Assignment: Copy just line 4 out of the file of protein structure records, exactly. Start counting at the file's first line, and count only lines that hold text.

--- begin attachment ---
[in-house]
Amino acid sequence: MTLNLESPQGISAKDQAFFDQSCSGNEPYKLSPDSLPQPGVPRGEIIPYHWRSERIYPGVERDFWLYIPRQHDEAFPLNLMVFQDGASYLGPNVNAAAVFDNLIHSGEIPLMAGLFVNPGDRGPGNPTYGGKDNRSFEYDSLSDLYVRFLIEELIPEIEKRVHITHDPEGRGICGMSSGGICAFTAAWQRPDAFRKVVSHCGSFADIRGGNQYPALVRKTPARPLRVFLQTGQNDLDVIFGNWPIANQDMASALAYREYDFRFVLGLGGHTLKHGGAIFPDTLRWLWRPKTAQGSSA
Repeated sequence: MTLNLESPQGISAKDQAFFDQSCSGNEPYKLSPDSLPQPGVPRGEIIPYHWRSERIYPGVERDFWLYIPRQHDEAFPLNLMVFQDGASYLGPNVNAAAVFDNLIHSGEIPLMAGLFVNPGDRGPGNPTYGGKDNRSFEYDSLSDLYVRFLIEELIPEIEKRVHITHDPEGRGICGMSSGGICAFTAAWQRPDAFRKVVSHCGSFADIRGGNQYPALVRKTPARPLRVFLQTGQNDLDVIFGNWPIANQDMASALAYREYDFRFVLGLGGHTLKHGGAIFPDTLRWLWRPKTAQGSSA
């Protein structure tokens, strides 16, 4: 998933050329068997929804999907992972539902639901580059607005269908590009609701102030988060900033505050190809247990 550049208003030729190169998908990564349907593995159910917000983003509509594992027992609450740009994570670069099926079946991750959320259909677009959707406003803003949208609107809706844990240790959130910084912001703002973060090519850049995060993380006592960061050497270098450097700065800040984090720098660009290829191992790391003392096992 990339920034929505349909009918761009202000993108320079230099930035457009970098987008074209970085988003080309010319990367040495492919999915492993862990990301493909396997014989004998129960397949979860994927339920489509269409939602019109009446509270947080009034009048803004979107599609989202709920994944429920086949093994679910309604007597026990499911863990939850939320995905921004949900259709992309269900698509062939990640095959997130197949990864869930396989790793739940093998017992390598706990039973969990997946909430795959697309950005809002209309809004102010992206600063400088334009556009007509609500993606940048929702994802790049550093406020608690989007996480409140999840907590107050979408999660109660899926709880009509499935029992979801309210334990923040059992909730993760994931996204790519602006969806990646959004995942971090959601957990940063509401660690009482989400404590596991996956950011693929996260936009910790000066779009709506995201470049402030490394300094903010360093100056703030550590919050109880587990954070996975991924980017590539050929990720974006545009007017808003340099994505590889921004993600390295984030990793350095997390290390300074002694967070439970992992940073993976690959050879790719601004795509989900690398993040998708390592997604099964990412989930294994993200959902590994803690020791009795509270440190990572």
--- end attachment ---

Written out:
């Protein structure tokens, strides 16, 4: 998933050329068997929804999907992972539902639901580059607005269908590009609701102030988060900033505050190809247990 550049208003030729190169998908990564349907593995159910917000983003509509594992027992609450740009994570670069099926079946991750959320259909677009959707406003803003949208609107809706844990240790959130910084912001703002973060090519850049995060993380006592960061050497270098450097700065800040984090720098660009290829191992790391003392096992 990339920034929505349909009918761009202000993108320079230099930035457009970098987008074209970085988003080309010319990367040495492919999915492993862990990301493909396997014989004998129960397949979860994927339920489509269409939602019109009446509270947080009034009048803004979107599609989202709920994944429920086949093994679910309604007597026990499911863990939850939320995905921004949900259709992309269900698509062939990640095959997130197949990864869930396989790793739940093998017992390598706990039973969990997946909430795959697309950005809002209309809004102010992206600063400088334009556009007509609500993606940048929702994802790049550093406020608690989007996480409140999840907590107050979408999660109660899926709880009509499935029992979801309210334990923040059992909730993760994931996204790519602006969806990646959004995942971090959601957990940063509401660690009482989400404590596991996956950011693929996260936009910790000066779009709506995201470049402030490394300094903010360093100056703030550590919050109880587990954070996975991924980017590539050929990720974006545009007017808003340099994505590889921004993600390295984030990793350095997390290390300074002694967070439970992992940073993976690959050879790719601004795509989900690398993040998708390592997604099964990412989930294994993200959902590994803690020791009795509270440190990572």